When giving an estimate to a client, the Mr. Roofing team provides what they call a “needs assessment,” where they figure out what’s going on with the roof and decide if it is something they can help the client with. If they aren’t able to help the client, rather than write the customer off, they’ll actually point the person in the direction of someone who can help.

If they are able to do the work, they use what’s called the good, better, bestsolution formula, which is exactly what it sounds like. They look at what would be a “good” plan, come up with a “better” idea, and finally implement the “best” solution.

Mr Roofing - Spilker ProjectThe most surprising thing about providing this kind of customer service is that most people not only really appreciate the great customer service they’re getting but are also totally amazed that they’re shown professionalism and absolute respect—things that should never be compromised.

In addition to their outstanding customer service, Carlos and his team pride themselves on their descriptive, detailed, and comprehensive proposals, as well as the fact that their crews are friendly, polite, and technically proficient.

They use several touchpoints to communicate with their clients and and let them know they are there for them, even going so far as sending them a tin of cookies after a completed job.

They believe their business is raising the bar for overall customer satisfaction, as their colleagues are improving their own proposals, making them more comprehensive as well as providing better presentations.

Words of Wisdom

We wanted to know what kind of advice Carlos has for anyone who is looking for a good contractor (since he has such great business sense), and here’s what he had to offer:

  1. Make sure your contractor is licensed and insured. It may sound clichéd, and we’ve all heard it before, but it really makes a difference if something goes wrong.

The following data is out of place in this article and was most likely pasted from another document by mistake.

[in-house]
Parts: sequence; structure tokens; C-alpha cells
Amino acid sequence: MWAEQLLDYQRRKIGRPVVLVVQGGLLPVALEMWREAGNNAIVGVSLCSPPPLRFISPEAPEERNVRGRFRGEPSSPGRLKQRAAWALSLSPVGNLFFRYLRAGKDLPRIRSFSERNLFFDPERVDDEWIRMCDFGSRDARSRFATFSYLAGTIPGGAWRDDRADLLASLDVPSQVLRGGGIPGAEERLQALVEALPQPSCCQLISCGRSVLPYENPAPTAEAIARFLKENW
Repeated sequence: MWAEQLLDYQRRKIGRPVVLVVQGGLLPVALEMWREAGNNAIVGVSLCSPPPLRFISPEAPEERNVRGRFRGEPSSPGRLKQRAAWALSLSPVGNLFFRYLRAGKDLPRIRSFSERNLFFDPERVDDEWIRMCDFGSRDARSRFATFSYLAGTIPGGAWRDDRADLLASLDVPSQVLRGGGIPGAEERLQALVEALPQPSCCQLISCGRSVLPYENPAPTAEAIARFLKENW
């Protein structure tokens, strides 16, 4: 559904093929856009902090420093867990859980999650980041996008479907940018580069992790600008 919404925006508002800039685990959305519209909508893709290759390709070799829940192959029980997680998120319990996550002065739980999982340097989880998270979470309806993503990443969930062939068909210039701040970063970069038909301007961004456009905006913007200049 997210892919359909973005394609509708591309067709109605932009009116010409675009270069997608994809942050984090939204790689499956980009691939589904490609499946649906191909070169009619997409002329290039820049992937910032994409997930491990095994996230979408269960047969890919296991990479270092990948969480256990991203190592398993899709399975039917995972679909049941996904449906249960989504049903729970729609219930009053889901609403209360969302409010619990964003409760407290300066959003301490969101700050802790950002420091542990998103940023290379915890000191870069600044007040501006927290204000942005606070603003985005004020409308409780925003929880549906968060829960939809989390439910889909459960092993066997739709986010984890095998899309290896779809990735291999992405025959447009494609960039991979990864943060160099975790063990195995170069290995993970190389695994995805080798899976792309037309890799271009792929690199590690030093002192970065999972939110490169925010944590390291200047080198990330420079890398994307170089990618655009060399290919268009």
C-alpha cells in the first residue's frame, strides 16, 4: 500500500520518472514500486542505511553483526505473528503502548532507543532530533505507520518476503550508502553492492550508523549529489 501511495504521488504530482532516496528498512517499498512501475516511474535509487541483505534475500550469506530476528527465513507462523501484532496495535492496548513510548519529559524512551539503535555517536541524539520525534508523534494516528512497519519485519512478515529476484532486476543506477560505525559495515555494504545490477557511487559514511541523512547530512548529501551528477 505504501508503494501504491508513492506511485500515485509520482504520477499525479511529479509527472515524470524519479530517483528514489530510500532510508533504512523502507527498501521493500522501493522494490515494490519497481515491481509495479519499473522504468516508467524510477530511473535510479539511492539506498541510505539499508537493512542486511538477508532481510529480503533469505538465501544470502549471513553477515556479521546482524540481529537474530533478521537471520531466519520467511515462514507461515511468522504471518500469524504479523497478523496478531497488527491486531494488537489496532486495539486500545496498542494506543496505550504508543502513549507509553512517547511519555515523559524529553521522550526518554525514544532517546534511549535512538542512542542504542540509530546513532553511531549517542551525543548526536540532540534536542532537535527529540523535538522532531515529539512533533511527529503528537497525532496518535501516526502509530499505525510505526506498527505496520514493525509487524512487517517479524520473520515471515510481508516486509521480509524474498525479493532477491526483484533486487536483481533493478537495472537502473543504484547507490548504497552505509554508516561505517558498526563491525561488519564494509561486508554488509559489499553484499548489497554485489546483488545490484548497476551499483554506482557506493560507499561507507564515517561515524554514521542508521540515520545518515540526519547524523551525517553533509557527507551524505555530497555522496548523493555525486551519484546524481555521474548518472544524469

2. Make sure the contractor has a permanent location for the business. You don’t want to do business with someone who has a temporary address or is working out of his or her home. It’s better to have a professional office that you can enter in case there is something you need to discuss.
  3. Pay attention to how contractors represent themselves during the initial consultation. If they drive by the job site and give you an estimate through email, that’s most likely how they’ll respond if you have a problem. However, If contractors are “live,” respond quickly to your inquiries and questions, take time to educate themselves, and are helpful when you’re barely interacting with them…once you hire them, their crews and their company will most likely fulfill their obligation. In other words, the way they represent themselves and the way they talk about the company up front is a direct reflection of how they’re going to do business overall.

Here’s a short story Carlos shared with us that directly relates to what he’s talking about:

Company of the Year Award“We have a couple of clients in the Bay area who also have properties located in Southern California, which is approximately six hours from where we’re located. Both clients had problems with their homes in SoCal. We offered to help them find a reputable and reliable contractor in that area, since it really was so far away. After some discussion, they both insisted that we do the work for them because they trusted us and didn’t want anyone else to do the work. Although the cost was considerably more due to the extra drive time and lodging for the crew, they still insisted on using our business. We ended up doing several jobs for each client while we were there. We were pleased to make the customers happy, and it provided us with a team-building opportunity, so it was a great experience for everyone.”

Because of this kind of exceptional customer service, Carlos has many repeat clients who remembered his company after several years had passed and have recently called him to do additional projects.

We’re proud to have Carlos and his company as an ally in the roofing industry. We will continue to raise the bar for all contractors from the East to the West Coast, and everywhere in between.

~Frank Istueta